Discrimination of signal peptides and transmembrane segments is an additional problem in topology prediction treated with a limited success by different methods.[23] Both signal peptides and transmembrane segments contain hydrophobic regions which form α-helices. This causes the cross-prediction between them, which is a weakness of many transmembrane topology predictors. By predicting signal peptides and transmembrane helices simultaneously (Phobius[14]), the errors caused by cross-prediction are reduced and the performance is substantially increased. Another feature used to increase the accuracy of the prediction is the homology (PolyPhobius).”

It is also possible to predict beta-barrel membrane proteins’ topology.[24][25]

See also[edit]

References[edit]

  1. ^ von Heijne, Gunnar (December 2006). “Membrane-protein topology”. Nature Reviews Molecular Cell Biology. 7 (12): 909–918. doi:10.1038/nrm2063. PMID 17139331. S2CID 22218266.
  2. ^ Goder, Veit; Spiess, Martin (31 August 2001). “Topogenesis of membrane proteins: determinants and dynamics”. FEBS Letters. 504 (3): 87–93. doi:10.1016/S0014-5793(01)02712-0. PMID 11532438.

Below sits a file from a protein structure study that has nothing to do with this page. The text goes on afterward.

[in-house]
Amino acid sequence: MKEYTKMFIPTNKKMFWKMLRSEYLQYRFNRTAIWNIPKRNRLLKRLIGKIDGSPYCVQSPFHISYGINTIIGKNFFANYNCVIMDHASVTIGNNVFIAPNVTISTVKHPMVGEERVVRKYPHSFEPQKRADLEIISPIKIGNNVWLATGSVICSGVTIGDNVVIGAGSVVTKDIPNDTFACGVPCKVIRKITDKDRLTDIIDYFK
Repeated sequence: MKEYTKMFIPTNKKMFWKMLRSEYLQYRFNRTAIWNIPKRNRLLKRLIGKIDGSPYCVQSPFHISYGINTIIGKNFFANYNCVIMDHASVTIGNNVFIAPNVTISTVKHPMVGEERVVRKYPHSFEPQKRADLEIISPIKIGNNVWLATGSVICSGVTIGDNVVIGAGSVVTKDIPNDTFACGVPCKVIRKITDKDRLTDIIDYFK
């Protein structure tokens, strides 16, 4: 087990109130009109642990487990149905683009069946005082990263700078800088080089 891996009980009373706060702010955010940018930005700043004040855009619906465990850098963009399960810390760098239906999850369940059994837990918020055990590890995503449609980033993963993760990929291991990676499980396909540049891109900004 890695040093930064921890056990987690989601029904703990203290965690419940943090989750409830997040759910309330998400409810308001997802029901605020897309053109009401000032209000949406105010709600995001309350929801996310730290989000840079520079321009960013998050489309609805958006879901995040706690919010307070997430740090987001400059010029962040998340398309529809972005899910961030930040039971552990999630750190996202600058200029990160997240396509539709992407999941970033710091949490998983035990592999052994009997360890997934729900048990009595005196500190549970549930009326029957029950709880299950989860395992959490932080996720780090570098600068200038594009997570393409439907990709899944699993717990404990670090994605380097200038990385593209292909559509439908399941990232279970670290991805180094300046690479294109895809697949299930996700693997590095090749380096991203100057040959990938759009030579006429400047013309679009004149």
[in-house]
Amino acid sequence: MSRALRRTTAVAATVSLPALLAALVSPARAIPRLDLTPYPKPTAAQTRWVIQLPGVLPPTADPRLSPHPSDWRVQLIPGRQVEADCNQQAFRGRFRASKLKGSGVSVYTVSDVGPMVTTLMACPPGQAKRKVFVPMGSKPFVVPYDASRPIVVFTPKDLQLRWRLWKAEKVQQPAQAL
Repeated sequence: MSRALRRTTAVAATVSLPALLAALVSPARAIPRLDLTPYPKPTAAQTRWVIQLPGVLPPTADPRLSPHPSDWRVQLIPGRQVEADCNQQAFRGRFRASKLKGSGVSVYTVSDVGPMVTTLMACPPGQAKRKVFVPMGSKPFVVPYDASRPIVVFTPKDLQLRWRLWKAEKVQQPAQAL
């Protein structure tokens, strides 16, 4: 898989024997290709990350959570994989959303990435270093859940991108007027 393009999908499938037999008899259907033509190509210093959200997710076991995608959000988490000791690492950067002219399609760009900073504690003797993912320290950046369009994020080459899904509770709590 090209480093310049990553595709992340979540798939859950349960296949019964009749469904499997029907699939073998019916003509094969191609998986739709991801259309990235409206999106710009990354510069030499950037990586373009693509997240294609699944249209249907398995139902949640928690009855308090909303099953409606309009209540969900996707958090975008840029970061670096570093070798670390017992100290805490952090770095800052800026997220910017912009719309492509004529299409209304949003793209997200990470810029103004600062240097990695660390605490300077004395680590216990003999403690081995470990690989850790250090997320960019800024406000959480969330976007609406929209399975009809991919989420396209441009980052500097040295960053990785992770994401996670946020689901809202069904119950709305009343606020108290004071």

3. ^ Tusnády, Gábor E.; Kalmár, Lajos; Simon, István (1 January 2008). “TOPDB: topology data bank of transmembrane proteins”. Nucleic Acids Research. 36 (suppl_1): D234–D239. doi:10.1093/nar/gkm751. PMC 2238857. PMID 17921502.
  4. ^ Dobson, László; Langó, Tamás; Reményi, István; Tusnády, Gábor E. (28 January 2015). “Expediting topology data gathering for the TOPDB database”. Nucleic Acids Research. 43 (D1): D283–D289. doi:10.1093/nar/gku1119. PMC 4383934. PMID 25392424.
  5. ^ “.:TOPDB:”. topdb.enzim.hu.
  6. ^ Tsaousis, Georgios N.; Tsirigos, Konstantinos D.; Andrianou, Xanthi D.; Liakopoulos, Theodore D.; Bagos, Pantelis G.; Hamodrakas, Stavros J. (1 October 2010). “ExTopoDB: a database of experimentally derived topological models of transmembrane proteins”. Bioinformatics. 26 (19): 2490–2492. doi:10.1093/bioinformatics/btq362. PMID 20601677.